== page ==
Post-war austerity, the levelling-off of demand, and above all the disproportionately high cost of the project with a three-platform deep-level terminus and the need to purchase 14 further trains and build a new depot for them, meant that the project became unaffordable.
After more than half a century of lying largely dormant, with only the occasional proposal to extend to Peckham in the 1970s, plans for a southern Bakerloo extension were re-awakened. In 2006 Ken Livingstone, the then Mayor of London, announced that within twenty years Camberwell could have a tube station. Transport for London has indicated that extensions, possibly to Camberwell, could play a part in the future transport strategy for South London over the coming years.
In 2005–2006, TfL commissioned a transport strategic report for London, Transport 2025: transport challenges for a growing city. Transport commentators have reported that this publication had recommended a Bakerloo extension as the most beneficial option for extending the Tube in South London, and that it considered three route options for the Bakerloo line; from Elephant & Castle, the proposed routes were either south to Camberwell and Streatham, or east to Beckenham and Hayes: 
|Option 1||Option 2||Option 3|
An alternative proposal to build a Cross River Tram emerged in the 21st century: this would have seen the construction of a new tram line and stations on Walworth Road, but this project was abandoned in 2008 due to cost.
A consultant's report for Lewisham Council in 2010 analysed the costs and benefits of six different routes for a Bakerloo extension in the inner London suburbs, four different routes in the so-called middle suburbs and two different routes in the outer suburbs. TfL's view was that "A key advantage of the Hayes option is that [it] releases train paths into London Bridge".
2011 Network Rail Route Utilisation Strategy for London and the South EastEdit
In July 2011 Network Rail published its Route Utilisation Strategy for London and the South East. This recommended an extension of the Bakerloo line from Elephant & Castle to Lewisham, where it would take over the line to Hayes and thus release capacity on National Rail lines into Charing Cross. In January 2012 Network Rail published a summary of its London & South East RUS recommendations, including the following on a possible Bakerloo line extension:
- The established Kent RUS identified that a potential scheme to convert the Hayes branch for use by London Underground services could alleviate main line and suburban routes via London Bridge, with services on this line rerouted via a southern extension to the London Underground Bakerloo line. Such a line would also provide additional capacity in inner South London, greatly improving travel opportunities for areas such as Denmark Hill and Camberwell. There may also be capacity relief to the Elephant & Castle corridor to Blackfriars, depending on the specific route chosen.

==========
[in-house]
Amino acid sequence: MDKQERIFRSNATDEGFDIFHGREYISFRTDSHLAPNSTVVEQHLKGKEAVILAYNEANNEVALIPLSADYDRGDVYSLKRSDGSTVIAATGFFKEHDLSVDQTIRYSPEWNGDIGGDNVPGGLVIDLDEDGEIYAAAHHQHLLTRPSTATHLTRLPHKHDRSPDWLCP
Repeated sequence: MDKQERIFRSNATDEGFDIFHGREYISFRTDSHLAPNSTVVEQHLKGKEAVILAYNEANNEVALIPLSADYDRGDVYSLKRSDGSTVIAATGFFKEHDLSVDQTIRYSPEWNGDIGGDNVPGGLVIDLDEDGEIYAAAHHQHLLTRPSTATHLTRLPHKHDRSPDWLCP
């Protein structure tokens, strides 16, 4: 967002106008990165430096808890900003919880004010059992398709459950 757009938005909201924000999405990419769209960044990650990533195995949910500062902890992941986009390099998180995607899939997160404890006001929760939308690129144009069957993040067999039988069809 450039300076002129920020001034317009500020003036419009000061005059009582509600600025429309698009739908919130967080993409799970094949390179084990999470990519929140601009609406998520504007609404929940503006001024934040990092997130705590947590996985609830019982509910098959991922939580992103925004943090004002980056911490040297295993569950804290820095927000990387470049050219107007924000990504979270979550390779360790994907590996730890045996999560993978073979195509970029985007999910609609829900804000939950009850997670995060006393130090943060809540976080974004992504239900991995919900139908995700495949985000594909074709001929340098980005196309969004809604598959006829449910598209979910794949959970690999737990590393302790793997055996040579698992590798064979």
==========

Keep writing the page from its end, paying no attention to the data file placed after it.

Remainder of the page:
The recommendation was noted as requiring further work, and to be delivered on a timescale to be determined.
The RUS did not indicate a route between Elephant & Castle and New Cross Gate. A route via Camberwell would be longer than a direct link between Elephant & Castle and New Cross Gate. The RUS did not say why a route via Camberwell would be preferable to a more direct route under the Old Kent Road. The Kent RUS was similarly silent.
In March 2012 Lewisham Council's consultant on the Bakerloo extension advised: "There is a good to strong, but not overwhelming case for a Bakerloo extension", explaining that many other rail projects in the London area were higher priority, and there was a lack of clarity on the best value route for a Bakerloo extension.
2014 Transport for London Bakerloo line extension route consultationEdit
Hayes via New Cross Gate
TfL 2014 consultation
In September 2014, Transport for London ran a consultation to decide the route of the Bakerloo line extension. The cost of the extension would be in the region of £2-£3 billion and construction was proposed to start in the mid 2020s, with a completion date of the early 2030s. The results of this consultation were planned for release in the spring of 2015, but the London Boroughs of Southwark, Lewisham and Greenwich, local MPs and London Assembly members all signed a letter supporting this extension. Some Bromley councillors were accused by their counterparts in Lewisham of being against the extension.
In early 2014, the Mayor of London Boris Johnson stated that the Old Kent Road would be designated as an opportunity area and this could cause TfL to prefer a route via this area rather than the Camberwell route.
In December 2015, Transport for London announced that the extension to Lewisham via the Old Kent Road and New Cross Gate was indeed its preferred route, and proposed taking the line as far as Lewisham, which it said could be running by 2030. Proposals for a further extension beyond Lewisham, such as to Hayes and Beckenham or Bromley, would now be considered in a separate phase in the more distant future.
2017 Transport for London consultationEdit
A new consultation was opened by TfL on 9 February 2017, running until 21 April 2017, confirming the Old Kent Road route and bringing forward the completion date from 2030 to "2028/29". It would examine the possible sites for stations and shafts.